At its most basic, a NAS is used largely for storage and sharing files across a network, but the newest devices can do so much more. We help you understand what to look for when shopping for network-attached storage.
A network-attached storage (NAS) device is primarily a centralized repository for data. It differs from a direct-attached storage (DAS) device in that instead of attaching directly to a computer, it attaches to (you guessed it) a network. Most NASes are used largely for storage and for sharing files across a network, but the newest NASes can do so much more. In fact, they can do so many things that shopping for one can be confusing. Here’s what you need to know when selecting network-attached storage.
A NAS is a server. Most NASes can be used as multimedia servers, as most support the UPnP and DLNA protocols. These protocols are for sharing and streaming multimedia files to devices such as gaming consoles, tablets, and phones on a network. NASes are also multifaceted devices that can often be configured as FTP, The Web, e-mail, and print servers.
The main purpose of a NAS is to provide centralized, shared storage. Most consumer and small business NASes support SATA drives, but there are a few models out there that support SSD drives. It’s not unusual to see NASes for home users support up to 8TB storage capacity. Business-class NAS boxes typically scale even higher, with some offering petabytes of capacity.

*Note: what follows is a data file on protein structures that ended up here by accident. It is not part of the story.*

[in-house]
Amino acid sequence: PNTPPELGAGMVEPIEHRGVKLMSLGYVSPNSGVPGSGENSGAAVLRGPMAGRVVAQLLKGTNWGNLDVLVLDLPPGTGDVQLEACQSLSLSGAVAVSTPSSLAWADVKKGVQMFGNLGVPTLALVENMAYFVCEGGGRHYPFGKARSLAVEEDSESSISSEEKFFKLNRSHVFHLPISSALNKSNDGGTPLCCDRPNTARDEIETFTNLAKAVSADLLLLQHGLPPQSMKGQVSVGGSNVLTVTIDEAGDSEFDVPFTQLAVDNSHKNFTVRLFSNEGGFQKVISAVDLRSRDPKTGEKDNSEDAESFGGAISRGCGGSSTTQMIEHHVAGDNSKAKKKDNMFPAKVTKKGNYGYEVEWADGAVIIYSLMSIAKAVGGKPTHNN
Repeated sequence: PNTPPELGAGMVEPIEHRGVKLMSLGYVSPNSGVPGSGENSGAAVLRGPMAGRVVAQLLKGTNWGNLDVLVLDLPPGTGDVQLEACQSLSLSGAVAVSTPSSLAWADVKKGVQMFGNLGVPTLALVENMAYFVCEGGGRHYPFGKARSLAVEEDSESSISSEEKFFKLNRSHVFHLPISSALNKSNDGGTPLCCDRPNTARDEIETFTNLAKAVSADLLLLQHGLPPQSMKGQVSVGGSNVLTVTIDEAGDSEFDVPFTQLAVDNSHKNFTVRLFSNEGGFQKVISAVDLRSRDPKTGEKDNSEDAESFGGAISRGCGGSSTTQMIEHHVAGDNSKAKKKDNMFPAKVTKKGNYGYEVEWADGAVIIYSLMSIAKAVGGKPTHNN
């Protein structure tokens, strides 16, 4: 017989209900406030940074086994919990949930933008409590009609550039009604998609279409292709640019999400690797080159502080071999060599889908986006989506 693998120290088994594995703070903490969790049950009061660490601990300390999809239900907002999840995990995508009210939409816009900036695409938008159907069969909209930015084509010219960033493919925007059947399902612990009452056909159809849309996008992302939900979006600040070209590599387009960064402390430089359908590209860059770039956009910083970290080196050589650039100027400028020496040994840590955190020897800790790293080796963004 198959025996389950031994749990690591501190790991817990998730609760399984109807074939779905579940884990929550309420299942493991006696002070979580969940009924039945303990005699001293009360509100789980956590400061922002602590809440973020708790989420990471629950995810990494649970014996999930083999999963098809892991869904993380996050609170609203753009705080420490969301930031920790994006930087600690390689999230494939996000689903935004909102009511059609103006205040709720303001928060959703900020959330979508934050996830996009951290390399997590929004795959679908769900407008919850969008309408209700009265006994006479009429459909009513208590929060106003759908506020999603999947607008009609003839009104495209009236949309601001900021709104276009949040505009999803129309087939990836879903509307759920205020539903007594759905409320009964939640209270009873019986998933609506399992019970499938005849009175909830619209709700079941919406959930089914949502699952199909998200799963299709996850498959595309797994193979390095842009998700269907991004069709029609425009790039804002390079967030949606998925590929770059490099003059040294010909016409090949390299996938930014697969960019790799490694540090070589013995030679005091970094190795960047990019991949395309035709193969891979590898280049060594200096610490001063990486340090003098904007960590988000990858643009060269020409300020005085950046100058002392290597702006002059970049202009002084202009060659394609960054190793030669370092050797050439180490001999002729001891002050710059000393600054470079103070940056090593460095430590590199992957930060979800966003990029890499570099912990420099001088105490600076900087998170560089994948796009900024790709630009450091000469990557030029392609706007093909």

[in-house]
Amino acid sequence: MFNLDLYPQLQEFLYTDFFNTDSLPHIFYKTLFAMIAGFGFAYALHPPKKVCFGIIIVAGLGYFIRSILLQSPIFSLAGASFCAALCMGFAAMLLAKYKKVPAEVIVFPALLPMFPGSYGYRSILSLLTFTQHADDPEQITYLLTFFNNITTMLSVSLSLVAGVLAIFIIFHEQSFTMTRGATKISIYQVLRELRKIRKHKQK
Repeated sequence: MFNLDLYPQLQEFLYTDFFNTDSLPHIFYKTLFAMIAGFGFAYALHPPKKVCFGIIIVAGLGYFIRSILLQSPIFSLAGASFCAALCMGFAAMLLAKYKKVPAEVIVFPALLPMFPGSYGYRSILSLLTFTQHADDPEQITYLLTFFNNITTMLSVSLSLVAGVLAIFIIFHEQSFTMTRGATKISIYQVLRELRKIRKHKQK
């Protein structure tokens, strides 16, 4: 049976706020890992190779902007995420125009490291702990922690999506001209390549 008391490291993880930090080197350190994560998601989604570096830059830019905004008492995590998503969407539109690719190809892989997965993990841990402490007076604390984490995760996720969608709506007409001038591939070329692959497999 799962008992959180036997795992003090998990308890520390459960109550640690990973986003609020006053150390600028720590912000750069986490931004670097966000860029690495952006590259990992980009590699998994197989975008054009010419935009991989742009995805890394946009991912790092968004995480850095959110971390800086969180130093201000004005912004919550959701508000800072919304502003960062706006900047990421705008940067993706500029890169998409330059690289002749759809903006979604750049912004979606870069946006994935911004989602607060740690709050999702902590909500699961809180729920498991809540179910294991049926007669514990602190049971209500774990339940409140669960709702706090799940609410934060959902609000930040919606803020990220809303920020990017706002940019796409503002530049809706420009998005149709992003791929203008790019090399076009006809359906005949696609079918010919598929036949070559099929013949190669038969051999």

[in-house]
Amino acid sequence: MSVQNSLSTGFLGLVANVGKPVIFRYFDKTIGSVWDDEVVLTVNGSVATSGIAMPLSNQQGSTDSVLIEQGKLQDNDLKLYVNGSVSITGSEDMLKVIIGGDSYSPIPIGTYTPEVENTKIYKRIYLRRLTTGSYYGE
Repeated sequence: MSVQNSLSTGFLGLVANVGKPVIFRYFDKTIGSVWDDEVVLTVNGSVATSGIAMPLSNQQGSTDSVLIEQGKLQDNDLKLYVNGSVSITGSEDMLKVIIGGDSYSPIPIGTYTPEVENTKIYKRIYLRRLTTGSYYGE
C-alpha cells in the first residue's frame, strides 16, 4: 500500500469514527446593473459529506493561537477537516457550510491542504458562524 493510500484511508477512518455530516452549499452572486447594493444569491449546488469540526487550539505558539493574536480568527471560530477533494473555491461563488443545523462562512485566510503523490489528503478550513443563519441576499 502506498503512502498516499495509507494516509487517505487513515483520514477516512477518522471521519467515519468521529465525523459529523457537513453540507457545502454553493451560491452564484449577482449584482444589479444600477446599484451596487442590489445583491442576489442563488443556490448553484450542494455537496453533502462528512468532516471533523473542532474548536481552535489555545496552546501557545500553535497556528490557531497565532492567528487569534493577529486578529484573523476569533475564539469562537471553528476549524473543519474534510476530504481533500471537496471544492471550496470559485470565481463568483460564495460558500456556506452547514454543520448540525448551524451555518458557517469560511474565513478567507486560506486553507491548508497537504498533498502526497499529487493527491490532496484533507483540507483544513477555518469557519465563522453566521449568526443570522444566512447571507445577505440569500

NASes targeted for home users and small to mid-size business often have the expandable capacity through USB ports to which users can connect direct-attached storage devices or through iSCSI support. The QNAP TurboNAS TS-470, for example, not only has USB ports for expansion, but it also has built-in iSCSI support for creating virtual drives for even more storage.
Most current NAS devices have wired Gigabit Ethernet connectivity. Many business-class offerings have two or more Gigabit ports for Port Trunking, which provides connection redundancy if one port fails. Multiple Ethernet ports can also be link aggregated, combining the link speeds of the ports and thereby increasing network throughput.
NAS devices that are wirelessly accessible are still somewhat rare. The best we’ve looked at so far is Synology’s DS213air. For now, when you are working with large files wirelessly, you’ll likely experience more latency issues than with NASes connected to the wire. Still, more vendors are beginning to offer dongles for connecting wirelessly.
Like PCs, NAS units perform better with improved processors and increased memory. Similarly, the better the processor and the more installed memory, the higher the price. One of the fastest performing NASes we’ve tested is ixSystems’ FreeNAS Mini$999.00 at Amazon. This device owes its superior performance to its Intel Core i3 processor and 8GB of RAM.
If you know your NAS will be handling a lot of I/O operations (such as users saving and retrieving high volumes of data on a regular basis) it pays to go with a NAS that has a nimble processor and to max out the memory. Most SMB NASes ship with Atom or Intel processors, while more inexpensive devices for the home often use Marvell chips.